Composite Concrete and Cast Iron Vault Lights
Vault Lights: The Beginning
Invented in 1845 by Thaddeus Hyatt, vault lights were initially used on ship decks to provide light below without using hazardous open flame-producing instruments. These durable glass features were later mounted in concrete or cast iron panels and installed in city sidewalks to admit light into basements and spaces below.
Before the widespread availability of electric lighting, dead areas and rooms under sidewalks and other overhead structures could then become usable as storage or even apartments with the installation of vault lighting.
The original vault light glass design incorporated a prism shape on the bottom to diffuse and spread the maximum amount of light through a broader area. In some cases, multiple prisms set at different angles would be incorporated to spread the light evenly throughout an even larger room.
Vault lights were popular in cities throughout the country from 1860 through the 1930s. While some vault lights remain in New York and other cities, many of us still recall walking over these unique circular glass sidewalk features, perhaps without ever knowing their purpose. However, many of these vault light systems deteriorated and created hazards with broken seals and glass that could make walking more hazardous. Broken vault lights and seals also allow water to penetrate the surface to damage the spaces below. As a result, many have been covered, removed, or filled in with concrete for a quick fix.
An Early Solution to Sustainability
While the primary purpose of vault lights was to illuminate space that could not admit natural lighting, the introduction of these was a likely an unconscious effort toward sustainability and the preservation of energy.
Although electricity was not yet available in the mid-nineteenth century, building owners were able to light spaces while preserving the characteristic lighting fuels like gas, oils, and candles. Also, still in line with sustainable activity, the air within those enclosed spaces would be decidedly better without the smoke producing light sources of old. Even as electric lighting became common, vault lighting continued to provide illumination during the day.
The Resurgence of Vault Lights, But Not How You’d Think…
Have you ever wondered what those little glass insertions in sidewalks of major metropolitan cities were? In many cases, those glass pieces were flush with the sidewalk or sometimes seemed like slightly raised glass “bumps.” In either situation, those were inserted into the pavement to permit sunlight into spaces beneath the sidewalks.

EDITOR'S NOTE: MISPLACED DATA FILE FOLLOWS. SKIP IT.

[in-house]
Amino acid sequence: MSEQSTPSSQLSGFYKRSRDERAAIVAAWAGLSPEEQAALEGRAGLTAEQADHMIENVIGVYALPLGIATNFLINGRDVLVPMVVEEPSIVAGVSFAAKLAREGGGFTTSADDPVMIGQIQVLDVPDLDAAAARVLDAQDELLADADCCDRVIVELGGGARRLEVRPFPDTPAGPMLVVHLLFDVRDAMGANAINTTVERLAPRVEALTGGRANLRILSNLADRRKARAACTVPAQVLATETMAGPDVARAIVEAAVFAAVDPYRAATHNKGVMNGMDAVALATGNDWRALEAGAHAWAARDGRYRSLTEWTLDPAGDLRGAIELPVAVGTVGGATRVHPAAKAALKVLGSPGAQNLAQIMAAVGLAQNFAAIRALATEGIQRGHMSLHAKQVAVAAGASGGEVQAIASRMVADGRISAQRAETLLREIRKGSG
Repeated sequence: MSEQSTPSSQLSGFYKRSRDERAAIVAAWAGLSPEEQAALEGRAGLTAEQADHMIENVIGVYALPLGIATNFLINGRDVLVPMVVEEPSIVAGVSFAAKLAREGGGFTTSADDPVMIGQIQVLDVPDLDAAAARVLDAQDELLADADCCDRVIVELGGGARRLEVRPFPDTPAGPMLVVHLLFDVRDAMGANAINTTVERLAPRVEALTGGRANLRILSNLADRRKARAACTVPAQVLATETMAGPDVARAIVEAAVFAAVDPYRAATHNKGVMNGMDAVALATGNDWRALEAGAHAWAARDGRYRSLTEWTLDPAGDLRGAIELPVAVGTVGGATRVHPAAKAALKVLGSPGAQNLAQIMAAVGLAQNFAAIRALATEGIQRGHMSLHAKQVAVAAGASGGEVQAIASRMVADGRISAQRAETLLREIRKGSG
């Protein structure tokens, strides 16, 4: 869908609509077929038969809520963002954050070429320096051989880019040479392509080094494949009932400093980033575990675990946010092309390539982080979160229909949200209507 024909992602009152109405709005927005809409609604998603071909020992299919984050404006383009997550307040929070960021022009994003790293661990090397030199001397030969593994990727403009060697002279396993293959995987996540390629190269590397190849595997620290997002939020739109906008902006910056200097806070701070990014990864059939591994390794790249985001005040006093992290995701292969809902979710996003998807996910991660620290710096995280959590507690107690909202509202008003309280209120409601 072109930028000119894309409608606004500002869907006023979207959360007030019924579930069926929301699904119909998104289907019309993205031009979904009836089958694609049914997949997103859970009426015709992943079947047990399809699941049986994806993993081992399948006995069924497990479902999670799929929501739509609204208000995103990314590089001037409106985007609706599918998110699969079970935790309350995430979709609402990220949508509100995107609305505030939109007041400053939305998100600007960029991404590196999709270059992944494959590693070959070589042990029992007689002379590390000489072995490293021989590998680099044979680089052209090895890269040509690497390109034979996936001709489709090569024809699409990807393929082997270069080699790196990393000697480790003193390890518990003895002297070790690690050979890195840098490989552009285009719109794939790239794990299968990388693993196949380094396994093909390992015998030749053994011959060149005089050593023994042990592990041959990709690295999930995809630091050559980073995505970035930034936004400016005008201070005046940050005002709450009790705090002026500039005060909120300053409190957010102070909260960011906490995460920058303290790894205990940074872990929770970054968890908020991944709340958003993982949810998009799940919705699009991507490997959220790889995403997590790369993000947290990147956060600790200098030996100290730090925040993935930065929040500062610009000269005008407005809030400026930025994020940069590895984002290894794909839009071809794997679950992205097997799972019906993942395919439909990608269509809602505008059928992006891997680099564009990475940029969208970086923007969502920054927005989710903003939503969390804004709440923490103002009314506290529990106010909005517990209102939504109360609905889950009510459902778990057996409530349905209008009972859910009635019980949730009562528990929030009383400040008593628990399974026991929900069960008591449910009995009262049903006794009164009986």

As a re-emerging historic American architectural feature, those original vault lights are being restored and reimagined by architects and designers in a variety of ways. Thanks to innovations in design and technology, architects and designers can reimagine vault lights beyond the traditional sidewalk applications to include skylights, deck lights, stair treads, risers, landings, and bridges.
The Look and Feel of Vault Lights, Without the Extra Weight
Composite Concrete and Cast Iron Panels provide another way for designers and architects to achieve a historic aesthetic without added weight or a difficult installation. Inspired by traditional vault lights, these decorative panels can be used in both interior and exterior applications. Composite Concrete and Cast Iron Panels are custom fabricated to meet any specifications or compliment any design. The panels can be easily installed overhead or vertically for any decorative use.
Composite Cast Iron Panels are manufactured in the United States using environmentally friendly components. The water-resistant composite material is formulated without CFC’s or VOC’s. Composite Cast Iron panels are available with a hammered black painted finish, with or without buttons. Choose from a variety of surface finishes and colors for a completely customized look that meets your requirements. The panels can be backlit to enhance any space.
GBA Architectural Products & Services is a North American supplier of world-class glass block materials for interior and exterior applications. For over 30 years, the company has collaborated with professional builders and homeowners with many unique structural glass products that render beautiful and economical functionality in a broad range of scenarios.
GBA glass block products have been used in office designs, exterior claddings, walkways, and stairways throughout North America to admit natural light while optimizing the use of interior space.
For more information about glass block architecture for offices or other applications, contact GBA Architectural Products & Services.
Visit the GBA website or phone:
East Coast - (212)-255-5787
West Coast -